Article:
The Arkansas Supreme Court today again ruled that the doctrine of sovereign immunity protects public officials from lawsuits brought by those who claim they’ve been punished for whistleblowing.
The Court did keep barely alive allegations against Gov. Asa Hutchinson and Patrick Fisk, deputy director of the Livestock and Poultry Commission. Christopher Harris sued them individually and as public officials for being fired because he refused to hire someone the governor had recommended for a livestock inspector job. Harris said another candidate was better qualified. As a result, he said he was fired for insubordination.
The Supreme Court reiterated that the Arkansas Whistle-Blower Act, passed by the legislature to protect people seeking damages for retaliation, unconstitutionally waived sovereign immunity. For purposes of the law, a public official is the state and the Arkansas Constitution says the state may not be a defendant in its courts. The state Claims Commission remains an outlet for potential awards to those damaged by state action.
Judge Tim Fox granted the state’s motion to dismiss the lawsuit, citing sovereign immunity The Supreme Court mostly agreed. It rejected arguments that other constitutional protections overrode the sovereign immunity provision and that the governor hadn’t waived executive privilege by signing the Whistle Blower Act. It showed no sympathy for arguments raised in other cases that the Supreme Court’s relatively new sweeping precedent on sovereign immunity has undermined whistleblowing, judicial review of the other branches and the Freedom of Information Act.
Illegal actions can still justify a waiver of sovereign immunity protection for state actors, but the Supreme Court said Harris had presented little evidence of illegal acts.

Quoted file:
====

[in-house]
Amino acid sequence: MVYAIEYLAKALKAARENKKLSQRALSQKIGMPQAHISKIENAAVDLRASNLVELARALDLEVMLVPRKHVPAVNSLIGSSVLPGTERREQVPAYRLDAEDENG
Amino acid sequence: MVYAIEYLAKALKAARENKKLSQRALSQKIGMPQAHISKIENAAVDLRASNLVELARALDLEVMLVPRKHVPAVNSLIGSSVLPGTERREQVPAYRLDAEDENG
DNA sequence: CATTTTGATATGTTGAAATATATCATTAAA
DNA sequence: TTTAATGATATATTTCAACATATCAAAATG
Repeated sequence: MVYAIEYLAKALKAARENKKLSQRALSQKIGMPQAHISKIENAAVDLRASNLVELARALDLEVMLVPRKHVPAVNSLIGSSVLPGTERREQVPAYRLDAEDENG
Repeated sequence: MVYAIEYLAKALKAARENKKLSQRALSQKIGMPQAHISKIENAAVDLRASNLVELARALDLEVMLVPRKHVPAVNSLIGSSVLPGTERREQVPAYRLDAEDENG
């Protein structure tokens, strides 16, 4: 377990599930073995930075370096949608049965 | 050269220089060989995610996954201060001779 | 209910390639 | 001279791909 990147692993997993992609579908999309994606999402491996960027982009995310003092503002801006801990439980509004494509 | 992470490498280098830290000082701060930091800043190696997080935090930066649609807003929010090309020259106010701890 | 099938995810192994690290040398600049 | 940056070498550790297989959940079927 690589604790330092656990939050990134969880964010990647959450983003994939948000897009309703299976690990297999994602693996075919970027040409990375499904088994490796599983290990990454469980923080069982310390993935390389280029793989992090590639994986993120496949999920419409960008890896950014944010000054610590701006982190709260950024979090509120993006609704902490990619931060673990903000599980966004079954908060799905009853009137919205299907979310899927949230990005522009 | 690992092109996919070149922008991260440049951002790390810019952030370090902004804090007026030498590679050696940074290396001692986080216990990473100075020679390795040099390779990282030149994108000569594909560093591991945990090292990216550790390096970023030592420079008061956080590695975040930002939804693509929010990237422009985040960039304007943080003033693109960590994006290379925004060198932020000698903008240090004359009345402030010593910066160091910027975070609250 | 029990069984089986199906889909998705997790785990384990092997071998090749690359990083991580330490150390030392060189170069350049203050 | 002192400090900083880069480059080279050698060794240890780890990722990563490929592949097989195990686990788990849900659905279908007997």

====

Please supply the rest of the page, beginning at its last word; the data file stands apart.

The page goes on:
Harris’s complaint offers little more than conclusory allegations that he was terminated for reporting his concerns about misuse of state money due to the hiring of a candidate whom he considered to be less qualified. Harris’s complaint alleged only that he selected a candidate, that Hutchinson directed Fisk to tell Harris to hire another candidate, and that when he refused, he was terminated for insubordination. Although Harris asserts that he reported his concerns about misuse of state money, he failed to indicate in the complaint when he made such a report. Harris failed to provide any detail of the interactions that he had with either appellee before his termination. Harris’s conclusory statements and bare allegations are insufficient to establish an illegal, unconstitutional, or ultra vires act such that sovereign immunity would not apply to either his AWBA or his constitutional claims. Therefore, sovereign immunity precludes Harris’s official-capacity claims.
The Supreme Court kept alive the individual capacity claim because the circuit judge dismissed the suit on sovereign immunity alone. Individuals are not protected by sovereign immunity, though the court’s commentary indicates doubts about the sufficiency of evidence Harris presented.
Justice Jo Hart dissented on the key finding. She repeated earlier opinions that the sovereign immunity defense is overridden by other constitutional protections. She also said Harris made a strong case of an illegal act by the state in:
… insisting that Harris hire an unqualified applicant for public employment over a qualified applicant for reasons of political favoritism, and then firing Harris for his refusal to do so. The majority characterizes these allegations as bare and conclusory, but what more should Harris have to plead to properly allege an illegal act here? Harris’s official-capacity claims allege illegal conduct and seek relief only in the form of reversing, enjoining, and deterring that illegal conduct—not money damages.
Justices Shawn Womack and Rhonda Wood dissented to the extent they would not have allowed the suit to continue against the officials even as individuals. Womack wrote:
While the circuit court may have incorrectly relied upon sovereign immunity to dismiss all claims, the correct result was reached.